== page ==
Statewide

On this week's episode, we examine the economic blow of students leaving college towns and the health risks associated with their planned return.  

On last week's program, we discussed the often unknown history of slavery in Illinois.  Even more obscure are the personal stories of those enslaved in the state.  This week, we shed some light on who they were and what they went through.  

Also, the invasive Asian Carp has infiltrated and thrived in several midwest waterways.  A new plan to control and harvest the fish is getting underway.  

Those stories and more on this episdoe of Statewide.

As the state lifts more restrictions, moving to Phase Four of the Restore Illinois plan, there are worries about a spike in coronavirus cases.  Hear what some experts are saying.

A Bloomington nursing home was the site of a COVID-19 outbreak.  We learn more about what happened there.

And while Illinois lays claim to the Great Emancipator, its past also includes slavery. We'll get a history lesson.  That and more on Statewide.

As the economy continues to reopen, there remains concerns over another wave of COVID-19. But what metrics will be used to make that determination?  We discuss what health officials will be watching in the weeks ahead.

Juneteenth is gaining more acceptance as a paid holiday.  In the past, it has mostly been recognized among African Americans.  The recent focus on racial justice has brought it widespread attention. 

And the pandemic that has kept so many of us apart may be putting some children at risk. Those stories and more on Statewide.

The recent marches and rallies for racial justice have taken place in major cities like Chicago and St. Louis. 

But they've also happened in communities notorious for lacking tolerance, including former "sundown towns" that put restrictions on African Americans.

We'll hear how one of those locations - Anna, Illinois - gained that reputation and how recent events have given reasons for optimism. 

It has been an emotional and turbulent week in Illinois and across the country. 

While many have made their voices heard about issues like police brutality and systemic racism, others are picking up the pieces after vandalism and looting, often in communities of color. 

And the biggest question still looming is what happens next?  On this week's Statewide, we hear from those who say people and policies need to change.   

This week, some employers are having difficulty reopening their businesses because many workers don't want to come back.  While there are health concerns, it also comes down to dollars and cents.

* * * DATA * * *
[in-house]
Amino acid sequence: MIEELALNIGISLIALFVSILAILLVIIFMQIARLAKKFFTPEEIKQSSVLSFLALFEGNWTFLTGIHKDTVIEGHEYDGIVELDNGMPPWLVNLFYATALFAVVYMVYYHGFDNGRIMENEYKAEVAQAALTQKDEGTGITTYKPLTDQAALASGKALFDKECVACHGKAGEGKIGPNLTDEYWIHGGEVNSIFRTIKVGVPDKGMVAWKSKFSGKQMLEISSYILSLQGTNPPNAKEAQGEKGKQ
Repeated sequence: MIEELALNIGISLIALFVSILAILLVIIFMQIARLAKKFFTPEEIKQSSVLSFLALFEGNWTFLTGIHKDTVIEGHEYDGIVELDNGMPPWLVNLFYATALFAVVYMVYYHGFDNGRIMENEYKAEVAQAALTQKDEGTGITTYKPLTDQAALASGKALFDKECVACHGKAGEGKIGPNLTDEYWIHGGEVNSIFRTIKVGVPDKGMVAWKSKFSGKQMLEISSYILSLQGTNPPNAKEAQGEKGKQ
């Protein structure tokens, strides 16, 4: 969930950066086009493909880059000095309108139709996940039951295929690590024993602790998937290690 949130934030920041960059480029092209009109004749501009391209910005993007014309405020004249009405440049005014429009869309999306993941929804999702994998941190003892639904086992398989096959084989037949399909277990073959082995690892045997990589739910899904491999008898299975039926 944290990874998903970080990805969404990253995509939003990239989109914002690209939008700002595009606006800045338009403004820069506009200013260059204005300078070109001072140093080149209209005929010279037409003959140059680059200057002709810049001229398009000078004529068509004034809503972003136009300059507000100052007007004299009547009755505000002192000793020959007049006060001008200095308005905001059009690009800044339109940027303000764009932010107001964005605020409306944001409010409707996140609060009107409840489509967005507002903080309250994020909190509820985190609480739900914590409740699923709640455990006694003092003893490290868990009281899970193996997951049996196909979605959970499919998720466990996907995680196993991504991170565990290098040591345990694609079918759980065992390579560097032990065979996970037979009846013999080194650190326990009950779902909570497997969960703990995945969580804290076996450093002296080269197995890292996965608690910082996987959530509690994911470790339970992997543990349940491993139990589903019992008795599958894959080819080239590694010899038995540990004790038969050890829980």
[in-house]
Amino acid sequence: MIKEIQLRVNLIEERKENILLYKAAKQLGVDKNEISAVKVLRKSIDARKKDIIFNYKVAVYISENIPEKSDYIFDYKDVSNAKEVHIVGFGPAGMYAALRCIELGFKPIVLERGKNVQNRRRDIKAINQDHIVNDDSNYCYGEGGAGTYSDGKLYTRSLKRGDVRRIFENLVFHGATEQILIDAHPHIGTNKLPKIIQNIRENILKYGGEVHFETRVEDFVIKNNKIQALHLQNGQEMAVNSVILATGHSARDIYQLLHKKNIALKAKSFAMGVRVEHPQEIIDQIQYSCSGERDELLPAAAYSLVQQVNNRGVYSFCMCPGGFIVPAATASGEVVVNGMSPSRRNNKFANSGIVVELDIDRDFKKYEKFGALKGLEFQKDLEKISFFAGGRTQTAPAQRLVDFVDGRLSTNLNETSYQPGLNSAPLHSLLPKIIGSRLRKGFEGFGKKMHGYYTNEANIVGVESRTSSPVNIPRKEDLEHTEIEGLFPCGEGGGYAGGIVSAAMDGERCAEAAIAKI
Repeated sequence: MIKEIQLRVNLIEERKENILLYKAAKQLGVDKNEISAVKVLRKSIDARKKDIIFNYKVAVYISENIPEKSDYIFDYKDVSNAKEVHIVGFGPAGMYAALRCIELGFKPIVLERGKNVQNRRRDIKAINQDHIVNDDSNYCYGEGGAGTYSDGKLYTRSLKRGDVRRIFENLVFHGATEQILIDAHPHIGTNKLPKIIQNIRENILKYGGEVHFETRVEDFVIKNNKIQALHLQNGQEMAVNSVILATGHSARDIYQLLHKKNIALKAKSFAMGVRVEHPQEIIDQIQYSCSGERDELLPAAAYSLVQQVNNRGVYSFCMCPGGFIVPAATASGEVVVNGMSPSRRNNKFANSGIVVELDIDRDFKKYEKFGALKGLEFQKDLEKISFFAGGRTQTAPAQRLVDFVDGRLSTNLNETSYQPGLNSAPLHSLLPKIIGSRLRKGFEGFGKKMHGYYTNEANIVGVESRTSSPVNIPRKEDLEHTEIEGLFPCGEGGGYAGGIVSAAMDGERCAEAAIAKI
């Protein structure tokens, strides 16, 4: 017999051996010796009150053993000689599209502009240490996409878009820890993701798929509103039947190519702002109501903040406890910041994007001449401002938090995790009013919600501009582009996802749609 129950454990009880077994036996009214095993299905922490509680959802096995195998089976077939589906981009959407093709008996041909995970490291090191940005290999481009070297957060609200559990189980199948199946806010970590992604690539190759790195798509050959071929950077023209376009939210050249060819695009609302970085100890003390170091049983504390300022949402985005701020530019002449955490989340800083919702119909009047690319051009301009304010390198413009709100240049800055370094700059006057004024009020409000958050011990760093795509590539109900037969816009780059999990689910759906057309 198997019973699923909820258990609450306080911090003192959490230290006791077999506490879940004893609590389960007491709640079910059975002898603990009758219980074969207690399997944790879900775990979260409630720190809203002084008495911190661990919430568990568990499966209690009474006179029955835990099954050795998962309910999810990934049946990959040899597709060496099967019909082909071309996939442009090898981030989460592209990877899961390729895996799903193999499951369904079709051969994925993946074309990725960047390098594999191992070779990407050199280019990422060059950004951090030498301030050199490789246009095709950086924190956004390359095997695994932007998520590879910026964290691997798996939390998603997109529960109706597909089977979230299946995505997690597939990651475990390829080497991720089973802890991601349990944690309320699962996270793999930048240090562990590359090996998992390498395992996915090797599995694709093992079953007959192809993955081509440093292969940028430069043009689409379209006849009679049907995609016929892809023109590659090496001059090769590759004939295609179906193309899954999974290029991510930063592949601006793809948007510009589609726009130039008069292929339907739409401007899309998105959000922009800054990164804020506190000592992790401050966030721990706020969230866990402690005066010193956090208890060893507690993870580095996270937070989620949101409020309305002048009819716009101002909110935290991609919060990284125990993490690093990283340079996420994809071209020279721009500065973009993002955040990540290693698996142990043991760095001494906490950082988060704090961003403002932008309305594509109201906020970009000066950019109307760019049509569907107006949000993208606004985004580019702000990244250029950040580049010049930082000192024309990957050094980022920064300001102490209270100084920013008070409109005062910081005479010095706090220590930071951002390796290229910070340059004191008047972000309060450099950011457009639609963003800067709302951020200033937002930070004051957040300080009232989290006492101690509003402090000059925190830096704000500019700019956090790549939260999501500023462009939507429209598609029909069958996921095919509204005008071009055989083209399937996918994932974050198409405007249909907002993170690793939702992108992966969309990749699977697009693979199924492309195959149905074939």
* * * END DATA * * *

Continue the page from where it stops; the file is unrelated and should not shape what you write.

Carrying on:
Self-testing for COVID-19 could play a key role in fully reopening the economy.  But what are the concerns?  

Also, most rural hospitals have faced challenges preparing for the pandemic, even as they've seen fewer cases of the coronavirus disease. 

Those stories and more on this episode of Statewide.

On this episode of Statewide, a task force has been created to figure out the best way to get students back to college this fall.  We talk with a higher education leader about what's at stake and the challenges ahead.

And, high school seniors missed out on traditional graduation ceremonies.  For valedictorians, that meant not being able to stand in front of their classmates and deliver an address.  But they still have things to say and we'll listen to a few of them.  

Those stories and more on this week's Statewide.

Illinois is a big state with a lot of different viewpoints.  On this episode, we focus on southern Illinois to find out how residents are coping with restrictions and public health recommendations.  

We'll hear a community showed support for a nursing home with dozens of cases of COVID-19 and more than twenty deaths. 

And coaches and athletes prepare all year for a season to begin.  But this spring left them wondering what might have been.

Those stories and more on this week's Statewide.

On this episode of Statewide, we'll hear more about antibody testing, which has become more popular as people try to determine if they've been exposed to the coronavirus.  Critics say the tests are unreliable.

We listen back to an interview with the Crosses for Losses founder Greg Zanis, who died this week.  

And school nurses raise concerns about the inability to see students and what that could mean for health and safety.  That and more on this week's Statewide.